Founded by Lane Cope and Sofía Vargas in 2016, Heavy is a branding studio based in Guadalajara, Mexico that focuses on creating brands with visual and emotional weight. The studio ethos stems from the idea that "brands are people," which carries throughout their method combining craft and creativity to create vibrant solutions for brands worldwide.
Can you tell us how this project came about? How did that conversation start with Señor Gonzales?
The project came about when the client reached out to us via email (I know, exciting stuff). She had seen our work on Behance and some design publications and was looking for a studio from Mexico to rebrand the restaurant.
This was one of the first projects we had worked on in the Middle East, and the prospect of working on a brand in Dubai was fascinating. Plus, a Mexican restaurant was a comfortable way for us to get a feel for future projects in that region. We were intrigued by the cultural differences but were acutely aware of the obstacles that it could bring about.
How did the branding process go? Can you tell us more about it? Where did you start?
The initial thought when we took on the brand was, "How do we make this obviously Mexican without making it the most cliché thing you've ever seen?"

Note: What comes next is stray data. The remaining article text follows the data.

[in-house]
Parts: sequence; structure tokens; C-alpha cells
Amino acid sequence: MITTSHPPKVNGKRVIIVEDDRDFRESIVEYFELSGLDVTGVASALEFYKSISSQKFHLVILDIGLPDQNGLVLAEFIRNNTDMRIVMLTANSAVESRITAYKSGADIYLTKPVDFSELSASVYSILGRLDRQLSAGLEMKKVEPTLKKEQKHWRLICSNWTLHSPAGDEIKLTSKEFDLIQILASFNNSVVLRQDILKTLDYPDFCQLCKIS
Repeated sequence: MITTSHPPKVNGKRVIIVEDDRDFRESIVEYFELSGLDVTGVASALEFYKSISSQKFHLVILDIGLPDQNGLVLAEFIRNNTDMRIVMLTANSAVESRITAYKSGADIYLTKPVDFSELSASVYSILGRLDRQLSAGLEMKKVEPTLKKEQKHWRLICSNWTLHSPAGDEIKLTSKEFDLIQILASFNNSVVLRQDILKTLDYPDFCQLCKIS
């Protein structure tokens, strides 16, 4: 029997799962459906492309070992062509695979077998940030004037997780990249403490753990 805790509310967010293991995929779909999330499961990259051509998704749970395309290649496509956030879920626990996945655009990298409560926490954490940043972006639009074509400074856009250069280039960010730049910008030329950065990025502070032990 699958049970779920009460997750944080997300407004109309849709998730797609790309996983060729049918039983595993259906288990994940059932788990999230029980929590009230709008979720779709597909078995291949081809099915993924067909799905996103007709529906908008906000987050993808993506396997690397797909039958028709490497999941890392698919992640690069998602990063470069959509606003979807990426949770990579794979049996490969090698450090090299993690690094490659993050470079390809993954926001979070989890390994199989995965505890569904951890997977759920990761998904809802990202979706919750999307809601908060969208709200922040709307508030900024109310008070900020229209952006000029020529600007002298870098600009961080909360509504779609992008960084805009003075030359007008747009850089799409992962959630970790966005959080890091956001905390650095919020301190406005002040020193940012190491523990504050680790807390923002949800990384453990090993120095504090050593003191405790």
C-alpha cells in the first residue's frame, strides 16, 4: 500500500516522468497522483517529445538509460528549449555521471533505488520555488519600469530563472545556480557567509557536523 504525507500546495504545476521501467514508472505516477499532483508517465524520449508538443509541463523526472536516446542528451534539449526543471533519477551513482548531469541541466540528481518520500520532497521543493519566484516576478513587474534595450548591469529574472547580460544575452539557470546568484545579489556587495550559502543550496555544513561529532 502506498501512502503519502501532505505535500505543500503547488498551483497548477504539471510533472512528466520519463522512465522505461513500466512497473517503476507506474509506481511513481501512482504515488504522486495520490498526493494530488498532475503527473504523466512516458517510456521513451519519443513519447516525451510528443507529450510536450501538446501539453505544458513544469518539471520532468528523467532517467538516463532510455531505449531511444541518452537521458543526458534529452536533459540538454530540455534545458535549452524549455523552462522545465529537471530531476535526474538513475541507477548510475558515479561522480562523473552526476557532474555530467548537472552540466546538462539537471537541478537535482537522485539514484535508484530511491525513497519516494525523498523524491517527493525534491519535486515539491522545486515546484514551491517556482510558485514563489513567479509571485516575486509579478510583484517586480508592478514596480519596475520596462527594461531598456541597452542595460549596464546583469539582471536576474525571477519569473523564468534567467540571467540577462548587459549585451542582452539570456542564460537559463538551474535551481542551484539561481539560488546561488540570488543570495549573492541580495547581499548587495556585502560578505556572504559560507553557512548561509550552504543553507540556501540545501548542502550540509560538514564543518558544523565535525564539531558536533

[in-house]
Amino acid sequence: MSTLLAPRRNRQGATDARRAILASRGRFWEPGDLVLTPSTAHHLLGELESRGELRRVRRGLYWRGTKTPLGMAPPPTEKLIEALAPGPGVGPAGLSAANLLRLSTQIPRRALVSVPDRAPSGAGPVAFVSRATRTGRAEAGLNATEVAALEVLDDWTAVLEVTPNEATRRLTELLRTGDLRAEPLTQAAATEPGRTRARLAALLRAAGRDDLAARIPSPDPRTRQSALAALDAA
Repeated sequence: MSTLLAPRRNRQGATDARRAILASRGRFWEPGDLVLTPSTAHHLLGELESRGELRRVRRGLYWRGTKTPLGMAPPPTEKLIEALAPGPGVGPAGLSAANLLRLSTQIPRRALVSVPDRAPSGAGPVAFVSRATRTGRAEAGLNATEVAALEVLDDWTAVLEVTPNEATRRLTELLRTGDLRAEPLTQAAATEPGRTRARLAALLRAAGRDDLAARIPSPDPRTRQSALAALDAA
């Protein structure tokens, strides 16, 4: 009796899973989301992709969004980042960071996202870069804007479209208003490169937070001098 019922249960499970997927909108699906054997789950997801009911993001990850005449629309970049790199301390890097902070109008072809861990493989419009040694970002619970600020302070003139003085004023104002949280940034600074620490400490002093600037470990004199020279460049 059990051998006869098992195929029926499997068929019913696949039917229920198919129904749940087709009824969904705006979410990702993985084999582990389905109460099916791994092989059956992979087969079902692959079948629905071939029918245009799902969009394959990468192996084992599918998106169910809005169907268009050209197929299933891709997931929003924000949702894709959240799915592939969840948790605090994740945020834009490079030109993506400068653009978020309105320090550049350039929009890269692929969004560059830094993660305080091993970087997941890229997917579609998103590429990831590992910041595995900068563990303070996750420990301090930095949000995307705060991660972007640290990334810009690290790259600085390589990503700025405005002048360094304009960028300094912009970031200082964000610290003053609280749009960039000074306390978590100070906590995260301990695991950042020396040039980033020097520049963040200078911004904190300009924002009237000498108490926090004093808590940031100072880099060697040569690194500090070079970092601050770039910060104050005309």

The way we conceptualized the brand during our process was that Señor Gonzales was an ex-pat that was excited to celebrate his roots. The core idea was that "Mexico is wherever you want it to be if you have the right attitude" (attitude being the keyword here). This freed us to approach the visuals in a more festive and contemporary way while firmly rooted in Mexican culture.
Our projects start with a solid Brand and Verbal Strategy that includes moodboards with visual paths the project could take. We had a couple of options for visuals, but in the end, the most illustrative and festive (and fun) was chosen.
Were there surprising challenges you encountered along the way?
One of the biggest challenges with the brand was not falling into the stereotypical tropes of what "a Mexican place" should look like. Obviously, we used a lot of visuals that lean on Mexican imagery, but the most difficult part was landing on a single style that we were happy with!
Also, during the development, we made some illustrations that were a little risqué and had to be pulled from the brand. This is a clear example of those cultural differences we talked about, which definitely caught us off guard. Fortunately, it wasn't a huge deal since we already had a pretty big surplus of visual assets, but always remember to do your cultural research!
Can you tell us the story behind the logo? How was it conceptualized?
A common visual theme in Mexican towns is the hand-lettered signs and murals that decorate their locales. The tilde under the O and the action lines around "Señor" are direct references to this style. This was a lot more common in the XIX and XX centuries, but it's a central motif of Mexican design that we decided to bring in for wordmark's treatment.